Rinne Allen and Alabama Chanin first crossed paths almost a decade ago, when Rinne attended one of Natalie’s early “Alabama Adventure” weekends—which included picnics, short workshops, music and storytelling. (Those early weekends became what is now our annual company picnic + workshop weekend.) After that, it seemed that we began to cross paths more frequently—at Southern Foodways Alliance events, through friends, logically, working together became the most natural next step. Rinne has produced photography for the Alabama Studio Book Series, our collections, the website and Journal—and she perfectly captured the process of our Alabama Cotton collaboration with Billy Reid—including a beautiful piece for the New York Times online magazine.
Rinne currently lives and works in Athens, Georgia. One glance at her website shows her distinctive eye and diverse skill set. She can find and photograph a special moment in any environment and she seems to have an innate understanding of light. She also has a keenly developed understanding of natural elements. In fact, she and her husband Lee have spent the last 15 years maintaining the garden of Dr. John Linley, the late professor of landscape architecture at the University of Georgia.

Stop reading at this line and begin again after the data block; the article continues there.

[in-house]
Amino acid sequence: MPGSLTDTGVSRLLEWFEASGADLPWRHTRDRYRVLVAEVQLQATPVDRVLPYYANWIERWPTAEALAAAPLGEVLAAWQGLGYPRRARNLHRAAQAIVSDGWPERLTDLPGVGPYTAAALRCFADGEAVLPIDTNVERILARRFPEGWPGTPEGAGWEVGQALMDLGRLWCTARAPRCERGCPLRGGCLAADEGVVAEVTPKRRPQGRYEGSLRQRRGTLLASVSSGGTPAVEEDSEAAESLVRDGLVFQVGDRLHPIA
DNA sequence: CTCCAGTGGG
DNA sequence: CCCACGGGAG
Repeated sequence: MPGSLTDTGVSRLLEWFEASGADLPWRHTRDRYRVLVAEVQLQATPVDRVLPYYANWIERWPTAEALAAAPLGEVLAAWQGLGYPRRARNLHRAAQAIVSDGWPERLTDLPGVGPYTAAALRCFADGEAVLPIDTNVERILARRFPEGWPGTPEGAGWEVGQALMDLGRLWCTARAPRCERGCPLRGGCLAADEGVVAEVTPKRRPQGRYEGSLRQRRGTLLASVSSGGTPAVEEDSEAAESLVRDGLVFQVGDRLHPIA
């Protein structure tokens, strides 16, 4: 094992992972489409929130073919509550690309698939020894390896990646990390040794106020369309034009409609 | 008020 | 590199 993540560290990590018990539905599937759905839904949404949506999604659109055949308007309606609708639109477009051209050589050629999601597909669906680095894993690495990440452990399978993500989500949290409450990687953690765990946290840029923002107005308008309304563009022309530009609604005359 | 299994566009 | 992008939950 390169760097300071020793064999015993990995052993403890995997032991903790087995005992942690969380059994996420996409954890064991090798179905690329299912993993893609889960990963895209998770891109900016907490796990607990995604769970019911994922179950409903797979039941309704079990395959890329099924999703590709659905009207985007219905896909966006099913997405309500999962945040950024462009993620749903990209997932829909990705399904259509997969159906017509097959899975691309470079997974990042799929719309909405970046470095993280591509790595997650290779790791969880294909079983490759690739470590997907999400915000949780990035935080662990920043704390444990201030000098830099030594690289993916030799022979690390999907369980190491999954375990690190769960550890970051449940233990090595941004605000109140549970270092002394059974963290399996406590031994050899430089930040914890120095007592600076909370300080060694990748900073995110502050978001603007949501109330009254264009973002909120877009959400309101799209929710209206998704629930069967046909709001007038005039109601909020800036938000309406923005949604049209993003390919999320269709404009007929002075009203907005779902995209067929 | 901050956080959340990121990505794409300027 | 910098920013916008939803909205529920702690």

For the last two decades, Rinne has worked as both a commercial and fine art photographer. In addition to Alabama Chanin, she also collaborates with Hable Construction, R. Wood Studio, and Selvedge Magazine. Her long-running series Harvest, documenting harvests across the south, is published regularly in T Magazine, The New York Times Style Magazine. She works regularly with artists and authors, notably with Hugh Acheson on his James Beard Award winning cookbook, A New Turn In the South. Her book, Citizen Farmers, made with farmer Daron Joffe, won the 2015 IACP award for Food Matters. Currently, Rinne—along with Kristen Back and Rebecca Wood—curates a beautiful website, Beauty Everyday. The accompanying book, Beauty Everyday, which highlights 365 beautiful photographs of the South, can be purchased in our online store.
She has created a unique, natural light drawing process that combines elements from her garden with alternative photo processing methods she learned in some of her early college photography classes. She and her mother gather clippings from the garden and place them on specially treated light sensitive photo paper and lay them in the sun. After a certain amount of exposure to sunlight, a cyanotype emerges. Each of these beautiful pieces is completely one of a kind. A selection of Rinne’s light drawings are now available through our website for a limited time.